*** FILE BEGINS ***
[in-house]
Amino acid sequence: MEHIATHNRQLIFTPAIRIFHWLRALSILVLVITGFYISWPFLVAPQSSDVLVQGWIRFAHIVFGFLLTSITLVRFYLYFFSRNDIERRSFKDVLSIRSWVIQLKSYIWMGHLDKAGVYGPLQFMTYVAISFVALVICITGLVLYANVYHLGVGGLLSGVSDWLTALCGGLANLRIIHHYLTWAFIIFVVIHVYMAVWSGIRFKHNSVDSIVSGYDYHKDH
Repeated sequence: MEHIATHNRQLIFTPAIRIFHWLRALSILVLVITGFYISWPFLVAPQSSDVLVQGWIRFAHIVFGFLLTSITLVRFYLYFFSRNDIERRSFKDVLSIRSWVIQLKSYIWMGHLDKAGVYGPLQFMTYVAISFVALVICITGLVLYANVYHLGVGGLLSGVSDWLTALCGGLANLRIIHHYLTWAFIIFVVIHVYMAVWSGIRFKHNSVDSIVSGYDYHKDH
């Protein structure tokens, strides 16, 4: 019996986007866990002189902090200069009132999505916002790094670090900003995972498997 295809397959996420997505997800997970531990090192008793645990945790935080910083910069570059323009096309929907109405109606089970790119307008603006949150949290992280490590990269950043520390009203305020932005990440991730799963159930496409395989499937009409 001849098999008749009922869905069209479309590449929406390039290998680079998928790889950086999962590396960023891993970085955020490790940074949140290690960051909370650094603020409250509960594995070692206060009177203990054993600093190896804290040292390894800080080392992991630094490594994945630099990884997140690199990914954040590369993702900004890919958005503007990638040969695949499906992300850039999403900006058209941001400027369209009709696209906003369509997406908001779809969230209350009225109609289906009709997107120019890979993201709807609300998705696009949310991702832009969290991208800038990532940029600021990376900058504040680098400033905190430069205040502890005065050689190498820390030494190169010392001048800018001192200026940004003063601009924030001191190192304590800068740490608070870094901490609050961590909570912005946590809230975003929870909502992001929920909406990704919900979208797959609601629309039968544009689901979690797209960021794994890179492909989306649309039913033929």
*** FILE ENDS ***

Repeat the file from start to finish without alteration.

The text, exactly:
[in-house]
Amino acid sequence: MEHIATHNRQLIFTPAIRIFHWLRALSILVLVITGFYISWPFLVAPQSSDVLVQGWIRFAHIVFGFLLTSITLVRFYLYFFSRNDIERRSFKDVLSIRSWVIQLKSYIWMGHLDKAGVYGPLQFMTYVAISFVALVICITGLVLYANVYHLGVGGLLSGVSDWLTALCGGLANLRIIHHYLTWAFIIFVVIHVYMAVWSGIRFKHNSVDSIVSGYDYHKDH
Repeated sequence: MEHIATHNRQLIFTPAIRIFHWLRALSILVLVITGFYISWPFLVAPQSSDVLVQGWIRFAHIVFGFLLTSITLVRFYLYFFSRNDIERRSFKDVLSIRSWVIQLKSYIWMGHLDKAGVYGPLQFMTYVAISFVALVICITGLVLYANVYHLGVGGLLSGVSDWLTALCGGLANLRIIHHYLTWAFIIFVVIHVYMAVWSGIRFKHNSVDSIVSGYDYHKDH
């Protein structure tokens, strides 16, 4: 019996986007866990002189902090200069009132999505916002790094670090900003995972498997 295809397959996420997505997800997970531990090192008793645990945790935080910083910069570059323009096309929907109405109606089970790119307008603006949150949290992280490590990269950043520390009203305020932005990440991730799963159930496409395989499937009409 001849098999008749009922869905069209479309590449929406390039290998680079998928790889950086999962590396960023891993970085955020490790940074949140290690960051909370650094603020409250509960594995070692206060009177203990054993600093190896804290040292390894800080080392992991630094490594994945630099990884997140690199990914954040590369993702900004890919958005503007990638040969695949499906992300850039999403900006058209941001400027369209009709696209906003369509997406908001779809969230209350009225109609289906009709997107120019890979993201709807609300998705696009949310991702832009969290991208800038990532940029600021990376900058504040680098400033905190430069205040502890005065050689190498820390030494190169010392001048800018001192200026940004003063601009924030001191190192304590800068740490608070870094901490609050961590909570912005946590809230975003929870909502992001929920909406990704919900979208797959609601629309039968544009689901979690797209960021794994890179492909989306649309039913033929």